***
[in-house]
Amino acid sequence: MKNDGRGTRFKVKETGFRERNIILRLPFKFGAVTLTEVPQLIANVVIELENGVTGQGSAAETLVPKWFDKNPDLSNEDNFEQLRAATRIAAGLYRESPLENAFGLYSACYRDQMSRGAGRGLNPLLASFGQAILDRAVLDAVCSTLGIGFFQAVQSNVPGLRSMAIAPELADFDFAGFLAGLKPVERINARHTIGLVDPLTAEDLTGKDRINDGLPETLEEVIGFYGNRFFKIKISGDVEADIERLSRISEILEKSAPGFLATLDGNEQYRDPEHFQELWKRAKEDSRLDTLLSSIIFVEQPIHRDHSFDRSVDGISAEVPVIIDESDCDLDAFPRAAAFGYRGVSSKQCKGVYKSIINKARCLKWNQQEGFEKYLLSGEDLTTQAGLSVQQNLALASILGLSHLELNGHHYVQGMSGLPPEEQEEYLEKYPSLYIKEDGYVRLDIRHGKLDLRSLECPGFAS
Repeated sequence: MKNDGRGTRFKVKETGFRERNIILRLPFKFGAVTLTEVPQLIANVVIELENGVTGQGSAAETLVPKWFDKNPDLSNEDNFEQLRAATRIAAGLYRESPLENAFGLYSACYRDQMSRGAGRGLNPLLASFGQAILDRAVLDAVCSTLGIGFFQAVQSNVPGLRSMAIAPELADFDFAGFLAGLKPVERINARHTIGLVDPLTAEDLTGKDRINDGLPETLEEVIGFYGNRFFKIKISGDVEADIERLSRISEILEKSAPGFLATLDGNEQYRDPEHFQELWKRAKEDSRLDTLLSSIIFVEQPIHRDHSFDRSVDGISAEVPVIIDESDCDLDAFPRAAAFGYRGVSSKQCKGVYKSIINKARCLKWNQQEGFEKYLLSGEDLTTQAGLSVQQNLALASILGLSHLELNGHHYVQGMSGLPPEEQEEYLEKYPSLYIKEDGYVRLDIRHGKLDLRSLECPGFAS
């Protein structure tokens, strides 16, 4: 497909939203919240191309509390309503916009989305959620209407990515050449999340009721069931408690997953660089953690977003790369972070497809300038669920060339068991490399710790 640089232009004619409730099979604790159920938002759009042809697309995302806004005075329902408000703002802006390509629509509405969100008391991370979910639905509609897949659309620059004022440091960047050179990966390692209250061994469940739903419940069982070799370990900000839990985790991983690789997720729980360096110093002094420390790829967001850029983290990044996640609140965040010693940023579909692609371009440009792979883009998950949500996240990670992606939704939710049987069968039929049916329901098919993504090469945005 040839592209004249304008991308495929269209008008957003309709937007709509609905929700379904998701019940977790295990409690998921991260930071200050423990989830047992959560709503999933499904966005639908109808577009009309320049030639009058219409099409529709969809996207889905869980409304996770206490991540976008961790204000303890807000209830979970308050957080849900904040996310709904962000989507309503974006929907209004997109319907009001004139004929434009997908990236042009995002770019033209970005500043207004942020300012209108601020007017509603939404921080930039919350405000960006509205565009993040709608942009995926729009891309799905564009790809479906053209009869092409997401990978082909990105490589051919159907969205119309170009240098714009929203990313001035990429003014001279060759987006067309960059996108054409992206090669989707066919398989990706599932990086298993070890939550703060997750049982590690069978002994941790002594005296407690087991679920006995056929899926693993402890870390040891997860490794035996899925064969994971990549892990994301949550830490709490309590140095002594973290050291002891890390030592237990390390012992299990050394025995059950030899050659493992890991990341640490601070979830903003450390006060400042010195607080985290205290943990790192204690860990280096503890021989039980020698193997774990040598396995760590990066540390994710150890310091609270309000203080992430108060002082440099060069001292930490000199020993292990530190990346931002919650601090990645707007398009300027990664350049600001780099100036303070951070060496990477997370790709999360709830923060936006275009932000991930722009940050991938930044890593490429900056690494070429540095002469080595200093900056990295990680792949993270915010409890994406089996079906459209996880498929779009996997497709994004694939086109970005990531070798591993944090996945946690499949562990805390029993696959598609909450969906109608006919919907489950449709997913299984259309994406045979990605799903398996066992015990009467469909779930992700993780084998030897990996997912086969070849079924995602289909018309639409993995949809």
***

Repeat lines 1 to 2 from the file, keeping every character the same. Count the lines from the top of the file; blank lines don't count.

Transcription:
[in-house]
Amino acid sequence: MKNDGRGTRFKVKETGFRERNIILRLPFKFGAVTLTEVPQLIANVVIELENGVTGQGSAAETLVPKWFDKNPDLSNEDNFEQLRAATRIAAGLYRESPLENAFGLYSACYRDQMSRGAGRGLNPLLASFGQAILDRAVLDAVCSTLGIGFFQAVQSNVPGLRSMAIAPELADFDFAGFLAGLKPVERINARHTIGLVDPLTAEDLTGKDRINDGLPETLEEVIGFYGNRFFKIKISGDVEADIERLSRISEILEKSAPGFLATLDGNEQYRDPEHFQELWKRAKEDSRLDTLLSSIIFVEQPIHRDHSFDRSVDGISAEVPVIIDESDCDLDAFPRAAAFGYRGVSSKQCKGVYKSIINKARCLKWNQQEGFEKYLLSGEDLTTQAGLSVQQNLALASILGLSHLELNGHHYVQGMSGLPPEEQEEYLEKYPSLYIKEDGYVRLDIRHGKLDLRSLECPGFAS